The London club could avoid taking its appeal to court.
Fabric is working on an out-of-court agreement with Islington Council and the Metropolitan Police that could lead to the club reopening, according to a report in the Islington Tribune.
The club was planning to appeal its closure at Highbury Magistrates Court on November 28, but that court date may be scrapped if the parties are able to reach an agreement in the “secret talks”, which are said to be at an “advanced stage”.
Fabric co-owner Cameron Leslie revealed the existence of a “non-disclosure agreement” to the Tribune, adding: “I’m not at liberty to say whether [discussions] are being had or not.” As the Tribune points out, the existence of a non-disclosure agreement is evidence that discussions are ongoing.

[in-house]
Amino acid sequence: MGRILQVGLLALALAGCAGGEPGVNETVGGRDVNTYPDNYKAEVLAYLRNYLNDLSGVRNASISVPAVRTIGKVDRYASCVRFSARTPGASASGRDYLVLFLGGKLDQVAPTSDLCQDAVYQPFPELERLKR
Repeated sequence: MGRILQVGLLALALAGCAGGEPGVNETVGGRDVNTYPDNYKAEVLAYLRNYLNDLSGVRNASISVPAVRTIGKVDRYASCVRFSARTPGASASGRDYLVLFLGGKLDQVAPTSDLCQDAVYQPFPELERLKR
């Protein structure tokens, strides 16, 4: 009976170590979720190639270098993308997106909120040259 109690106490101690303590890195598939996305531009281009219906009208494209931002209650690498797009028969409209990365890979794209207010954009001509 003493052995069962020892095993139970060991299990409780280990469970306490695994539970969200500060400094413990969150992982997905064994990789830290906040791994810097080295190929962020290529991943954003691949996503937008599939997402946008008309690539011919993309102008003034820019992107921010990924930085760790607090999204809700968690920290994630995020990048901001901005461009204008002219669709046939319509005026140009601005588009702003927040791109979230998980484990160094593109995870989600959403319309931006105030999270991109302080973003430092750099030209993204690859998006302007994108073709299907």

Fabric was ordered to close in September after Islington Council’s licensing sub-committee revoked the club’s license following the deaths of two 18-year-olds.
The club has already submitted evidence for the hearing, including statements from former Metropolitan Police chief inspector Adrian Studd and drug welfare expert Professor Fiona Measham.
Over 150,000 people signed a petition of support after Fabric’s shutdown, and the supporters have since raised over £300,000 towards the club’s legal funds.
“The closure of fabric has seen a reaction that has been completely humbling and overwhelming to all of us on the team,” the club said in a statement. “This response perfectly encapsulates everything the electronic music community represents.”
London Mayor Sadiq Khan had previously urged the club and the police to come together “to find an approach that protects clubbers’ safety and the future of the club”.